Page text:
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NSA backed by US privacy panel, but activists disappointed

The US National Security Agency's electronic snooping helped smash numerous terrorist plots, a privacy oversight panel has said. The comments were slammed as a "tremendous disappointment" by civil liberties groups.

NSA-Hauptquartier in Fort Meade (Maryland)

NSA headquarters in Fort Meade, Maryland

The Privacy and Civil Liberties Oversight Board, a panel created on the recommendation of the 9/11 Commission, defended the

NSA's vast foreign intelligence data sweep efforts

on Wednesday.

The NSA's foreign surveillance "is not a bulk collection program. Instead the program only targets communications of particular persons," PCLOB chairman David Medine said. "It is not a widespread collection of information other than (for) those who were targeted based on the belief that they're non-US persons outside of the United States with foreign intelligence value."

The report raised some concerns about unintentional data gathering of Americans, but said the NSA's foreign intelligence work was valuable and generally in line with the US constitution.

This effort has enabled the US government "to identify previously unknown individuals who are involved in international terrorism, and it has played a key role in discovering and disrupting specific terrorist plots aimed at the United States and other countries," it added.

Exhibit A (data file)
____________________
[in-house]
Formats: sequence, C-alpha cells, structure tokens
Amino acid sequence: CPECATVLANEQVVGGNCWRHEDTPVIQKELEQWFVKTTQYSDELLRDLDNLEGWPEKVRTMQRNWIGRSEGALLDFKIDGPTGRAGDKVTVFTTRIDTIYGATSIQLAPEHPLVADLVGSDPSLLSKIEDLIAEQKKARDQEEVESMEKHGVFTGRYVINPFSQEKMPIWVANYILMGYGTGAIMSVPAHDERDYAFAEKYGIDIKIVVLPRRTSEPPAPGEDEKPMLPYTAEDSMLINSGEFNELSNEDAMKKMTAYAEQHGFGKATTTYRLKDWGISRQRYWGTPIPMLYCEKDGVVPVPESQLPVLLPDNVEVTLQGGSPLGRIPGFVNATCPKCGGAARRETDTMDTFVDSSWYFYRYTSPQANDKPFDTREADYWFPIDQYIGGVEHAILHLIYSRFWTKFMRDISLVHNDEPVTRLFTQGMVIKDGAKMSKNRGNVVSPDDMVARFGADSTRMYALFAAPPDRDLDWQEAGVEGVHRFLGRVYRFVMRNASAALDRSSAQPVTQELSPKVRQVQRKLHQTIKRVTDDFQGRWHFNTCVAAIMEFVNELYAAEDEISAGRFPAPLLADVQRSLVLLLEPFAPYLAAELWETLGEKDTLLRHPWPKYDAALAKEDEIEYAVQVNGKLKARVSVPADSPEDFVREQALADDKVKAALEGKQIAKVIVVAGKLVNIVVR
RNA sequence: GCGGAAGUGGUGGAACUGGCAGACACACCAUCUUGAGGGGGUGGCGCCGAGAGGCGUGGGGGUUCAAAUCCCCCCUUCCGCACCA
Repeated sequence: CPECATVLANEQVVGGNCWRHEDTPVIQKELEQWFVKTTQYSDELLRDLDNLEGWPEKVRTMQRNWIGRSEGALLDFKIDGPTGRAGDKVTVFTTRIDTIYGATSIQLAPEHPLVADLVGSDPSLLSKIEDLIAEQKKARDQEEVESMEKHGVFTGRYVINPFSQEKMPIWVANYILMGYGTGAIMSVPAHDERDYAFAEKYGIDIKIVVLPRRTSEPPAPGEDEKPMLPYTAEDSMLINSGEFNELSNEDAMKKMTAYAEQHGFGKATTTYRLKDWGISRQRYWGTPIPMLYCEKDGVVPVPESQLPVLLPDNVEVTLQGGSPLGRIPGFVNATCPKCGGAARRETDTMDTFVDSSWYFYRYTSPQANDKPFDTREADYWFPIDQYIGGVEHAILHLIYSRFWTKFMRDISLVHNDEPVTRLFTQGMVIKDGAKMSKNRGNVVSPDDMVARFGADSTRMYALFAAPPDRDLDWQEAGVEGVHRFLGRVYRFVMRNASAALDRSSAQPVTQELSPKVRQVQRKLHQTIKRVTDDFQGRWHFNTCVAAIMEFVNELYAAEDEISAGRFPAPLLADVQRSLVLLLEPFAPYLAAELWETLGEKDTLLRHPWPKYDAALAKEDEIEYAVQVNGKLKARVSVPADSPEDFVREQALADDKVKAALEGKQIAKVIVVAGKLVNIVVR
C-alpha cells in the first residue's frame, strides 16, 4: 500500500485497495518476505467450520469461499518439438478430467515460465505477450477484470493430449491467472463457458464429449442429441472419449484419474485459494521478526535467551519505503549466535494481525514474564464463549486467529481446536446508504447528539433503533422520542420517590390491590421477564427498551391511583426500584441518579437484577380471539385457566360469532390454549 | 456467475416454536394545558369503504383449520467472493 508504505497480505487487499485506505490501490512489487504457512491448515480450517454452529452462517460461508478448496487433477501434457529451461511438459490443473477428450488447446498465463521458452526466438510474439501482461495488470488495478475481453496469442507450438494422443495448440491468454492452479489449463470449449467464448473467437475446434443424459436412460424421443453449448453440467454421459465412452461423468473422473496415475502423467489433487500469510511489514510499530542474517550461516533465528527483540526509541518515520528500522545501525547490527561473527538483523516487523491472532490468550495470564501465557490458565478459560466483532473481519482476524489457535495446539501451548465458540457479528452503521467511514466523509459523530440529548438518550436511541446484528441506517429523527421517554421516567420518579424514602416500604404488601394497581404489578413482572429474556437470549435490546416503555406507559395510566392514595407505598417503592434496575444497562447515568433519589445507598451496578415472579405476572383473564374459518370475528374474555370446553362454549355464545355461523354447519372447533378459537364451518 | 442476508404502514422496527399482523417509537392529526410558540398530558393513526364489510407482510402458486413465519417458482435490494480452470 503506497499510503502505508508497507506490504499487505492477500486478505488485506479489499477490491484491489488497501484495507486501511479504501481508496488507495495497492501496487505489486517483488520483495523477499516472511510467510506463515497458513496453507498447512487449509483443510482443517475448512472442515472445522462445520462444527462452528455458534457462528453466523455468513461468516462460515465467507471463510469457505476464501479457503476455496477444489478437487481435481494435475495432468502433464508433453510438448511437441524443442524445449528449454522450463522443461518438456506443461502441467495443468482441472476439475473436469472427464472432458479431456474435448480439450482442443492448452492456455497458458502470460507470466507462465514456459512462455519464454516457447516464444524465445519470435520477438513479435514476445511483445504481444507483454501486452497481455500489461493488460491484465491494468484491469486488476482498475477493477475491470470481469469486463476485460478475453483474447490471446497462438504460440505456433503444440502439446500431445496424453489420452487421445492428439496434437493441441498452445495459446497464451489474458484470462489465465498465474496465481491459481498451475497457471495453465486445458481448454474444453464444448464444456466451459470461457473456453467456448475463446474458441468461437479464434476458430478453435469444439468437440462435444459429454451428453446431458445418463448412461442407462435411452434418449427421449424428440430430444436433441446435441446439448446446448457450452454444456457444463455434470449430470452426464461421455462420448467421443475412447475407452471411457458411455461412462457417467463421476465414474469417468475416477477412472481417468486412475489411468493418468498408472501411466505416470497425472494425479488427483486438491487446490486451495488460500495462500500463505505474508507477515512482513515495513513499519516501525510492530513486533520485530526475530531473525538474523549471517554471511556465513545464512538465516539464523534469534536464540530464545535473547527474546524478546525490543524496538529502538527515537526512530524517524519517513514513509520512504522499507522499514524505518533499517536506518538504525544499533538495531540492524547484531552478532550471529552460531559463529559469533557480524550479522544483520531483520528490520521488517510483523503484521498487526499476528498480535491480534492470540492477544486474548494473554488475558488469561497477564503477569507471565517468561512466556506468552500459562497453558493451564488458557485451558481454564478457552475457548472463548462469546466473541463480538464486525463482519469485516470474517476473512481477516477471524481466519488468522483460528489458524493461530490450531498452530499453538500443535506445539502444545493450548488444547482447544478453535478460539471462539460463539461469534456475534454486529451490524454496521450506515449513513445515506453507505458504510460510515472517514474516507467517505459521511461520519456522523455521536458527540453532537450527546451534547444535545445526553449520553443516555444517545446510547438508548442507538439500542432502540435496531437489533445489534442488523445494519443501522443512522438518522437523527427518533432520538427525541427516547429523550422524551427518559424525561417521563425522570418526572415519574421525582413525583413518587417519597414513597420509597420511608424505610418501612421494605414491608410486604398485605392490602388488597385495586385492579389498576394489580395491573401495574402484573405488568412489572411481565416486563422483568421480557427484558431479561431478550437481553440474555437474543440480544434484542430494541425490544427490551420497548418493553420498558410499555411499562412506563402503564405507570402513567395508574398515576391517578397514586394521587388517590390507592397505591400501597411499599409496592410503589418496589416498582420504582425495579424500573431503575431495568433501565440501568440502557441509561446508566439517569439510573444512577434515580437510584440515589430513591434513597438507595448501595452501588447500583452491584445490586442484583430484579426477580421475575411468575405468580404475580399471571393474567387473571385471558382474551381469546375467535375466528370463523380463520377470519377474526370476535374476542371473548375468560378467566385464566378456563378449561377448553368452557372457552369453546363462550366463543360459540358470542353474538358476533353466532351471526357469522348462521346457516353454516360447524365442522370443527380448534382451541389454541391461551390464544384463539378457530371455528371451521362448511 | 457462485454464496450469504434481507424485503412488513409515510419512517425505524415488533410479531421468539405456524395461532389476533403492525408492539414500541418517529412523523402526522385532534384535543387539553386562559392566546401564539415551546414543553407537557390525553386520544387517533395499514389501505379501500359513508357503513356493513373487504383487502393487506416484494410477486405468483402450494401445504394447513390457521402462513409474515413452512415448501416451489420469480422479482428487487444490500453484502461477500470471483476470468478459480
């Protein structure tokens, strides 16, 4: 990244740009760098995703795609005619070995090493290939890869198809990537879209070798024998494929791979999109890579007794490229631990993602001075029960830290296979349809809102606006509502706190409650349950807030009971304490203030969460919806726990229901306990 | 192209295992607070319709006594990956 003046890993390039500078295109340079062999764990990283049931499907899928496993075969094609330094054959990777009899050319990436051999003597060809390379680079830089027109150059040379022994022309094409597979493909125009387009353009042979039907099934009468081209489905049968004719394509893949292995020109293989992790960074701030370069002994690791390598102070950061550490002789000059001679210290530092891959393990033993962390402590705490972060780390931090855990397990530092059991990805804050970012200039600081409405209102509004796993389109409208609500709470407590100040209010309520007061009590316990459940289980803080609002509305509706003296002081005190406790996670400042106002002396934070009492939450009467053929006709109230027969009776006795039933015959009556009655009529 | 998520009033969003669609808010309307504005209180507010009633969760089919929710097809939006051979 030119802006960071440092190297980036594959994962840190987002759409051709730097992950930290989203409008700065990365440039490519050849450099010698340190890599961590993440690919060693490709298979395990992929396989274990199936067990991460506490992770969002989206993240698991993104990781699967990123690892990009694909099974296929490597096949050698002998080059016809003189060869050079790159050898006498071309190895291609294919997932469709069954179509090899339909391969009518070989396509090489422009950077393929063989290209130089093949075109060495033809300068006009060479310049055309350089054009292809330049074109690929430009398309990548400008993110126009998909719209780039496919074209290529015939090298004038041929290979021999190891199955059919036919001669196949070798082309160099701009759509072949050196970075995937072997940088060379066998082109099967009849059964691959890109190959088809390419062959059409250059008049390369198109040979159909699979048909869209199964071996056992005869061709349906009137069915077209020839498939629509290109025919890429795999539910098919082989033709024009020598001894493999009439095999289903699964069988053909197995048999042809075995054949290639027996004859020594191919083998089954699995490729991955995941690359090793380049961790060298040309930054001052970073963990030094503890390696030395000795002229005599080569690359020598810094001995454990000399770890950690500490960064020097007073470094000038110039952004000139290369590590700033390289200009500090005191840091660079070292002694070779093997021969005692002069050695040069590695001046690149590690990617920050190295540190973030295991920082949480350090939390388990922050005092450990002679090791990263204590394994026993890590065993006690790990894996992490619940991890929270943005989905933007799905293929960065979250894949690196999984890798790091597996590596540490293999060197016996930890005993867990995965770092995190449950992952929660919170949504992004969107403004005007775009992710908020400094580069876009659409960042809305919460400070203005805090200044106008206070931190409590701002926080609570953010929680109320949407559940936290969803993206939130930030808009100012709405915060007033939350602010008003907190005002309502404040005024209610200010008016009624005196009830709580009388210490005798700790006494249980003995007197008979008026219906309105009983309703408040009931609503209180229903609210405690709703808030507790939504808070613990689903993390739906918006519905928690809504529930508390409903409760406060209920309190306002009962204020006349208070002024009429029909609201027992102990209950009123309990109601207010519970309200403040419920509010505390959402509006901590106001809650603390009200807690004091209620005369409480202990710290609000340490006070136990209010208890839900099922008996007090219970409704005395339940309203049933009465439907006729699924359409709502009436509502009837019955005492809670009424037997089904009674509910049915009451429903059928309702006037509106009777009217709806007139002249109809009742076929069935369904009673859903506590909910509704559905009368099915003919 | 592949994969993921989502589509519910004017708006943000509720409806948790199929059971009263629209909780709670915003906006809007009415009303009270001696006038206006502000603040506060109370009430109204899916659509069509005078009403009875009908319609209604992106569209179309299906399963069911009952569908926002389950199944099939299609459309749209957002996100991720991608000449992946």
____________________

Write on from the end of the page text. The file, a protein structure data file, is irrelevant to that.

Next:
Over 100 arrests, but 'little reassurance'

According to the report, the

NSA's surveillance

had resulted in over 100 terrorism-related arrests. Around 15 cases involved some US connection, and some 40 cases involved operatives and plots in foreign countries.

US national intelligence chief James Clapper welcomed the report, but civil liberties and privacy activists said the panel failed to consider the ramifications of broad data collection in light of revelations made by former contractor Edward Snowden.

"The perception outside the US is that the NSA is engaged in mass surveillance of democratic nations, and I think there will be continue to be enormous pushback," said Marc Rotenberg, president of the Electronic Privacy Information Center. "There's a very strong perception across Europe that NSA surveillance has to be reined in. And in that respect the PCLOB report was not particularly helpful."

Nuala O'Connor, president of the Center for Democracy and Technology, said the report "is a tremendous disappointment," adding that "even in the few instances where it recognizes the privacy implications of these programs, it provides little reassurance to all who care about digital civil liberties."

India summons US ambassador

On the same day that the report was presented, India summoned the top diplomat from the US embassy Wednesday to complain for the third time about spying, following new allegations that the NSA targeted its ruling party.

A new classified document made public by the Washington Post on Monday showed that Prime Minister Narendra Modi's Bharatiya Janata Party (BJP) was among the NSA's authorized targets in 2010 while it was India's main opposition.

bk/jr (AFP, AP)

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